VAliyev also noted that there are numerous violations of the law where registration of foreign manpower is concerned. Although to date some 300 foreigners have been registered, most have not registered, allowing them to remain free from taxation.

GDP increases for the rest of the CIS are as follows: Belarus (4.1 percent), Kazakhstan (9.4 percent), Kyrgyzstan (9.7 percent), Moldova (6.4 percent), Tajikistan (10 percent), and Ukraine (4.1 percent).

(Almaz Nasibova)

Russian Migration Law Could Have Severe Repercussions for Unregistered Azerbaijanis
Russian law-enforcement bodies have begun to deport foreigners, including Azerbaijanis, thanks to a new law on migration. The first group of Azerbaijani nationals to be deported arrived home on 29 November, according to unofficial information. However, the deportations have reportedly been postponed for an indefinite period.

The problem of Azerbaijani nationals in Russia was also discussed during Moscow regional governor Boris Gromov's visit to Baku in late November. Gromov said then that as long as their documents were in order foreigners -- including Azerbaijanis -- would not be deported.

Metin Mirze, the spokesman for Azerbaijan's Ministry of Foreign Affairs, told RFE/RL's Azerbaijani Service that the ministry maintains regular close contact with the Azerbaijani Embassy in Moscow and the embassy now has a firm grip on the activity of Azerbaijanis in Russia. "We must determine whether Azerbaijanis are committing unlawful acts," as this is the reason most often given by the Russian authorities for deportation. "But thus far, serious violations of law [by Azerbaijani nationals] have not been observed," Mirze said. Sometimes the embassy's officials also visit areas where Azerbaijanis work. But deportation of unregistered Azerbaijanis can take place at any time, he added.

Mirze also noted that "the main problem is due to Azerbaijanis who had left for Russia before the law on migration came into effect. For the present, both Russia and Azerbaijan are in full control of the situation. Therefore, it is important for Russian Azerbaijanis to receive new migration cards in a timely way."

Mirze called the introduction of migration cards "natural," adding that Russia simply wants to keep the situation under control and accurately determine the number of foreign citizens on its territory. He noted that Armenians are also among those deported.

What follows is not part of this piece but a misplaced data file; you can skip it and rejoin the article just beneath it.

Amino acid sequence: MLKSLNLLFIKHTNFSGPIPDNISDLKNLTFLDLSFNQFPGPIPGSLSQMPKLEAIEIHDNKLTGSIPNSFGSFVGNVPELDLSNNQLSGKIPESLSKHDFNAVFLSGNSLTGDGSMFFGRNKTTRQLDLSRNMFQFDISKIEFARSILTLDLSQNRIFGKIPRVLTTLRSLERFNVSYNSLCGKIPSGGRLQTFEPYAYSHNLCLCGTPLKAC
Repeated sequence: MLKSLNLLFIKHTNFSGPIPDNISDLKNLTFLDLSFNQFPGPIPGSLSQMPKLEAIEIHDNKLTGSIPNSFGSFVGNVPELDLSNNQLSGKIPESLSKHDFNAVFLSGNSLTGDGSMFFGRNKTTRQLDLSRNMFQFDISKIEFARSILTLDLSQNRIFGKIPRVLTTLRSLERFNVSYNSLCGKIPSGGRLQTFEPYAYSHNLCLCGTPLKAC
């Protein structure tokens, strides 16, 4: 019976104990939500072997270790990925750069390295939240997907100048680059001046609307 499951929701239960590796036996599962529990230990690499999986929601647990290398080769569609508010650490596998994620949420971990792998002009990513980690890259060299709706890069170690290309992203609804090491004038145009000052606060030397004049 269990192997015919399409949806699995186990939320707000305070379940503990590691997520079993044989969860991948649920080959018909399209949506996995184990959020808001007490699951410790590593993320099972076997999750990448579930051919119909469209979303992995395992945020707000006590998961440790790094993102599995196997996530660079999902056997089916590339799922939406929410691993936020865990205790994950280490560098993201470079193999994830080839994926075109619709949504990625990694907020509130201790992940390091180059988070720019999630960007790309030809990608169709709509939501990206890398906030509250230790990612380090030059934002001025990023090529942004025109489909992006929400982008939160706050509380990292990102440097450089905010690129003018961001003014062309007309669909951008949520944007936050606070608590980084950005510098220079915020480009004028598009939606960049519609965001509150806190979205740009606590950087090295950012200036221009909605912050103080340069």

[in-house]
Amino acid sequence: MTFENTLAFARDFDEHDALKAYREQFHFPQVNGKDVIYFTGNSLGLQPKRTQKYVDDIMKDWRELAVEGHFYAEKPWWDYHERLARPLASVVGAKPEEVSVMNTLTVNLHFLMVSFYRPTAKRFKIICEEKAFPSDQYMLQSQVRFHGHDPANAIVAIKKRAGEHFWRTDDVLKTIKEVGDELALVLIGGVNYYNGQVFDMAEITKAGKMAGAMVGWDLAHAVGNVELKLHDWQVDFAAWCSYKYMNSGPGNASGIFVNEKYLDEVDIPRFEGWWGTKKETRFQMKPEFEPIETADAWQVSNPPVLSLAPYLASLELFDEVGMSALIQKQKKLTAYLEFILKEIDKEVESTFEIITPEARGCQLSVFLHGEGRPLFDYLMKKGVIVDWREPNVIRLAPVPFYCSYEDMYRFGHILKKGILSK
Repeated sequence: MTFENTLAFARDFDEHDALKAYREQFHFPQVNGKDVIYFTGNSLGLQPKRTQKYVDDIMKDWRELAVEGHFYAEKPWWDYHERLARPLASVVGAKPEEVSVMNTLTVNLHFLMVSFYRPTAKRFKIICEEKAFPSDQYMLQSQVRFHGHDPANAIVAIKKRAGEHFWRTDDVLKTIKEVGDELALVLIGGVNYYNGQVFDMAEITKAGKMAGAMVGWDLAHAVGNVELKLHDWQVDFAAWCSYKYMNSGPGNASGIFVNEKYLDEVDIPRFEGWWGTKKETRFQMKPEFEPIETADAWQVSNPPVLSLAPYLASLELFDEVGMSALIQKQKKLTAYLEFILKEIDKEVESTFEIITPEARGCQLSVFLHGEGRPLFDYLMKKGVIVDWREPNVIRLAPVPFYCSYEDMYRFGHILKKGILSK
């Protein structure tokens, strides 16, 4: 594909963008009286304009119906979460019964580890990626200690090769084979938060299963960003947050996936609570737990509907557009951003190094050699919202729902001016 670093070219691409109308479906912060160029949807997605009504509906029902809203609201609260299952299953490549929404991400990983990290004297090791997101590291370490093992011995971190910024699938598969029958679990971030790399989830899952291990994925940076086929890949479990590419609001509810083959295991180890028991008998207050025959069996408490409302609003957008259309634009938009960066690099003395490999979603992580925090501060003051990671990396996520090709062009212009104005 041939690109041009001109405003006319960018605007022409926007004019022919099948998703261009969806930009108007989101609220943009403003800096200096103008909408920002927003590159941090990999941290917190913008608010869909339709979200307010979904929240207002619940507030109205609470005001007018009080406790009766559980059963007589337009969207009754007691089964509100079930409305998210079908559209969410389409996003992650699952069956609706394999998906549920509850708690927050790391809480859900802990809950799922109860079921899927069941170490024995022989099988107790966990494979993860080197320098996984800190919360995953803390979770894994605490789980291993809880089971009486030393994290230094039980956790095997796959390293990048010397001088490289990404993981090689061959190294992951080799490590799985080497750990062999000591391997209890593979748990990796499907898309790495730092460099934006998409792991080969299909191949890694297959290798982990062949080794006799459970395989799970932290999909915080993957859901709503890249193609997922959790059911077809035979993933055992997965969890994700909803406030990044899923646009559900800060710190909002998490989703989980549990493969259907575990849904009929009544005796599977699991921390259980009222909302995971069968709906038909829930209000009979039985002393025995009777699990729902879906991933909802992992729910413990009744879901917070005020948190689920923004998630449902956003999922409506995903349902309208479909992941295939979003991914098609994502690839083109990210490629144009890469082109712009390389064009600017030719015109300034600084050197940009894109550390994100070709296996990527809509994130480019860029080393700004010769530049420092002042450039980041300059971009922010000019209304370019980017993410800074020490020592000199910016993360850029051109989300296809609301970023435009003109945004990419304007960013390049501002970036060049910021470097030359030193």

But Mubariz Ahmedoglu, head of the Center for Political Innovation and Technologies, told RFE/RL that if Russia continues the deportation process of unregistered foreigners, Azerbaijan will face serious difficulties. Moreover, Ahmedoglu said that the Azerbaijani government is also responsible for the current situation.

Ahmedoglu pointed out that most families survive thanks to money sent from Russia. If Azerbaijani citizens are deported, it will lead to serious social -- and later political -- consequences. Therefore, Azerbaijani officials must be in earnest about the issue, he concluded.

(Zhale Mutallimova)

Political scientist Rasim Musabekov in an interview with the independent newspaper "525" talked about the problems surrounding the Baku-Tbilisi-Ceyhan (BTC) main export pipeline. Musabekov said that Georgia wants the maximum benefit from the project. He also noted that ecologists would not raise the green issue without the consent of the Georgian government.

The opposition newspaper "Azadlig" writes, citing Britain's "The Guardian," that the campaign against the BTC pipeline is intensifying. Even the BP oil giant exposes its image to danger by participating in the project.

The independent Russian-language newspaper "Zerkalo" writes that although BP and Georgia have come to an agreement on the BTC pipeline, it is still early to speak about a solution of the problem.